Kurds invited to join peace congress in Sochi: Lavrov

Russian Foreign Minister Sergei Lavrov accuses Washington of stoking separatist sentiment among Syria's Kurds as Turkey pressed an offensive against US-backed Kurdish militia in northern Syria. (AFP)
Updated 23 January 2018
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Kurds invited to join peace congress in Sochi: Lavrov

MOSCOW: Russia said on Monday it has invited Kurds to take part in an upcoming Syrian peace congress in Sochi on Jan. 29-30 despite a Turkish offensive against Kurdish militia in northern Syria.
“Kurdish representatives have been included on the list of Syrians invited to participate in the Syrian National Dialogue Congress which will take place in Sochi,” Foreign Minister Sergei Lavrov said.
Together with regime backer Iran and rebel supporter Turkey, Russia — a key backer of Syrian President Bashar Assad — wants to convene a peace conference with the aim of agreeing on a new constitution for post-war Syria.
The peace talks have been planned for January 29 and 30.
Lavrov also said that Syrian Kurds should play a role in the “future political process.”

Territorial integrity
“This role should certainly be ensured,” he said but added that all of Syria’s ethnic groups should respect the country’s sovereignty and territorial integrity.
Lavrov accused Washington of stoking separatist sentiment among Syria’s Kurds. “Washington continues to encourage separatist sentiments among Kurds” while ignoring the “delicate” nature of the issue, Lavrov said.
“This is either a lack of understanding of the situation or an absolutely conscious provocation.”
Separately, Russian President Vladimir Putin’s spokesman Dmitry Peskov — asked whether the Turkish offensive would complicate the Sochi congress — declined to comment, but said that the preparations for the conference were under way.


Another Turkish journalist jailed over Gulen links

Ali Unal was chief writer at the now-defunct Zaman newspaper. (Supplied)
Updated 15 November 2018
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Another Turkish journalist jailed over Gulen links

  • About 250 people were killed in the coup attempt and in the subsequent crackdown, Turkey jailed 77,000 people pending trial

ISTANBUL: A court sentenced Turkish journalist Ali Unal to 19 years in jail on Wednesday on a charge of being a leader in the network accused of carrying out a failed coup in July 2016, the state-owned Anadolu news agency reported.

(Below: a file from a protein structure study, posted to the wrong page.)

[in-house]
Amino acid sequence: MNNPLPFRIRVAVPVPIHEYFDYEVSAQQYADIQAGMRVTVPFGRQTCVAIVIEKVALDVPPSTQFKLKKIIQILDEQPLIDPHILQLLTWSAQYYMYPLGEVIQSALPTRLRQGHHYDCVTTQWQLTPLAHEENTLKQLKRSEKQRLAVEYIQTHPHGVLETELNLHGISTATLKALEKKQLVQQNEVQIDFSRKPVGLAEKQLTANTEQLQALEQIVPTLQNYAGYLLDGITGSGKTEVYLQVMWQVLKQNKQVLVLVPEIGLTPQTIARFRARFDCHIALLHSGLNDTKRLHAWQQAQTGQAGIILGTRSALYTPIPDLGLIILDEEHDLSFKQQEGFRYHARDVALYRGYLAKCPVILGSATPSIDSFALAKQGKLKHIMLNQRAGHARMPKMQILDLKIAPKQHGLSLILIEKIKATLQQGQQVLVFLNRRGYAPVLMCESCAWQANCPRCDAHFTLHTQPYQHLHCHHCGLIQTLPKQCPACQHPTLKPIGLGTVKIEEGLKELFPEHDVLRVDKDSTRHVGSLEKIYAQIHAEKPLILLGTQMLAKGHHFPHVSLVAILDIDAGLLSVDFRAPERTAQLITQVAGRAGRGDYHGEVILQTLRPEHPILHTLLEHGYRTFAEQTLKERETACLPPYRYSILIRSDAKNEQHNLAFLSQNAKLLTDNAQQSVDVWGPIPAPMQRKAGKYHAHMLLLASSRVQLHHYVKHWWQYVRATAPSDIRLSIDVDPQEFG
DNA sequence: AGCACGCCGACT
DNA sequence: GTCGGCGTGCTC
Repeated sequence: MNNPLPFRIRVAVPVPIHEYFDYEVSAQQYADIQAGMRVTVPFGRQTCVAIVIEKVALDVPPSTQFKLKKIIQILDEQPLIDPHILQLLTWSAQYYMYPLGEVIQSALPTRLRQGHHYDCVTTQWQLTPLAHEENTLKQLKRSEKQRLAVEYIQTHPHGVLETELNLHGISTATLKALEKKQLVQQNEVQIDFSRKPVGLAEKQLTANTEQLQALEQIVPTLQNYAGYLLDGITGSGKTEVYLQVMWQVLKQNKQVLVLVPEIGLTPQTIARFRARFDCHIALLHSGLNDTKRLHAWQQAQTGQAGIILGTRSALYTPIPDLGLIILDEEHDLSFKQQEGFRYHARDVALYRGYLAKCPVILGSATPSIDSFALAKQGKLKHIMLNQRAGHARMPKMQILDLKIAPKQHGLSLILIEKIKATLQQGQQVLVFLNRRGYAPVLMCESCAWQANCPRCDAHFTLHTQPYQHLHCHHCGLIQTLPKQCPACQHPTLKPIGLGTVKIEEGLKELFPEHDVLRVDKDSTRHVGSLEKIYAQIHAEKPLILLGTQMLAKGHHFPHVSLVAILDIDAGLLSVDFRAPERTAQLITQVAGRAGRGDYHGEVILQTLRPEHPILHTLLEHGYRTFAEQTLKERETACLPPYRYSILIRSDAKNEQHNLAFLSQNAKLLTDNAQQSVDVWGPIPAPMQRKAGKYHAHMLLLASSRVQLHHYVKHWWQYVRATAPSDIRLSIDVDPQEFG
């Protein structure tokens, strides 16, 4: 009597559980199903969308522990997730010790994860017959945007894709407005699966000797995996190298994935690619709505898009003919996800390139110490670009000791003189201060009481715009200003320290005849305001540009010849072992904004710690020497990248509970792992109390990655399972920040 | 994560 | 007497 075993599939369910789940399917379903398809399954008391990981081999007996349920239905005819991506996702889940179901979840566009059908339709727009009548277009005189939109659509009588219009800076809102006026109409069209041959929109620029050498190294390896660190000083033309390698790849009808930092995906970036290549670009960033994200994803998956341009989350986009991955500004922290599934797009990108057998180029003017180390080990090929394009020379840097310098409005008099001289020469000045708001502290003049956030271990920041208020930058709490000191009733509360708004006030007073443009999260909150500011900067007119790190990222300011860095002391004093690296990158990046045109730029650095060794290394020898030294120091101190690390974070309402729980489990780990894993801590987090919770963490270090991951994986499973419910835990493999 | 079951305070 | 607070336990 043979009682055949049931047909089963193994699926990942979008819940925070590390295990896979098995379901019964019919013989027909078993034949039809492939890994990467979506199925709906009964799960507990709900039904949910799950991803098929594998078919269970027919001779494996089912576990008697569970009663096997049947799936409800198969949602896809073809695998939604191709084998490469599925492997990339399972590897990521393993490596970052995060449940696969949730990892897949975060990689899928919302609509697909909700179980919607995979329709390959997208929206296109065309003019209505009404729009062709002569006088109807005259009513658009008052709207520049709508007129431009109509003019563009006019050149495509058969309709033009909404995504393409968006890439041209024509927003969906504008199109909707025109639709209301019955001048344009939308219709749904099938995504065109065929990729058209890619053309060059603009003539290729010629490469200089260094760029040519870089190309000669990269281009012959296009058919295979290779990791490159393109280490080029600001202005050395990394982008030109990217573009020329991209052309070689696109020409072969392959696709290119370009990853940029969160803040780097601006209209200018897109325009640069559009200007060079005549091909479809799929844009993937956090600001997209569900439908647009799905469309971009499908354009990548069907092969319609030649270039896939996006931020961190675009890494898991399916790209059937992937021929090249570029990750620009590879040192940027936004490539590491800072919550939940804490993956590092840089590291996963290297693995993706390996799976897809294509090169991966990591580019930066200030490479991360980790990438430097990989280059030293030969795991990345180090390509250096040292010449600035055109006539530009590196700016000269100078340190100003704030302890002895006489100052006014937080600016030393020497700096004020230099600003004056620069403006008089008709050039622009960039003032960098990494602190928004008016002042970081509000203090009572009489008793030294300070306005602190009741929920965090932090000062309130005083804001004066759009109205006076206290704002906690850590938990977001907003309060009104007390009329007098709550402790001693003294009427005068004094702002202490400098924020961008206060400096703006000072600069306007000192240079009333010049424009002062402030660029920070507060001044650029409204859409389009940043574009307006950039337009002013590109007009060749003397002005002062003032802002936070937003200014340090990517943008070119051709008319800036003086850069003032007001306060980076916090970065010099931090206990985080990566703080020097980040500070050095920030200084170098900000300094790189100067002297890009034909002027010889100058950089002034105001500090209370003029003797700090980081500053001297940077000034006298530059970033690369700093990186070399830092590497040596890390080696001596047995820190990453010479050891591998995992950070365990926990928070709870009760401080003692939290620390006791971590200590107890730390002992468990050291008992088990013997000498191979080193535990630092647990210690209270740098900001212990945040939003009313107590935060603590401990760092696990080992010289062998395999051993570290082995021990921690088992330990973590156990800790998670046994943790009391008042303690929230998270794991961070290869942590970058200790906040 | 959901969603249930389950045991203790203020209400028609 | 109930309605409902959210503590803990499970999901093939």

The ruling followed a sustained crackdown in the wake of the coup attempt, but also came amid steps by the government that appear aimed at improving ties with the US and Europe, strained by the sweeping campaign of arrests.
Unal was chief writer at the now-defunct Zaman newspaper, widely seen as the flagship media outlet for the network of US-based cleric Fethullah Gulen, whom Ankara says orchestrated the attempted putsch. Gulen denies any involvement.
Speaking by video link from jail to the court in the western province of Usak, Unal denied being a founder or leader of the network and denied involvement in the putsch, Anadolu said.
“I have no link with any terrorist organization,” he said, adding that he had spoken five or six times to Gulen and that he was being tried over his writing.
He was sentenced to 19 years and six months for “leading an armed terrorist group.” Six other Zaman journalists were convicted on similar charges in July.
About 250 people were killed in the coup attempt and in the subsequent crackdown, Turkey jailed 77,000 people pending trial. Authorities also sacked or suspended 150,000 civil servants and military personnel and shut down dozens of media outlets.Illustrating the scale of its actions, Foreign Minister Mevlut Cavusoglu said on Wednesday his ministry had dismissed 23 percent of its career personnel over links to Gulen.
Turkish President Recep Tayyip Erdogan has said some journalists helped nurture terrorists with their writing, and that the crackdown is needed to ensure stability in a NATO member bordering Syria, Iraq and Iran. Critics say Erdogan has used the crackdown to muzzle dissent and increase his own power. The European Union, which Turkey aspires to join, has also criticized the crackdown. The verdict came a day after another court threw out the conviction of former Wall Street Journal reporter Ayla Albayrak, annulling a verdict sentencing her to two years in prison in absentia on charges of carrying out propaganda for Kurdish militants.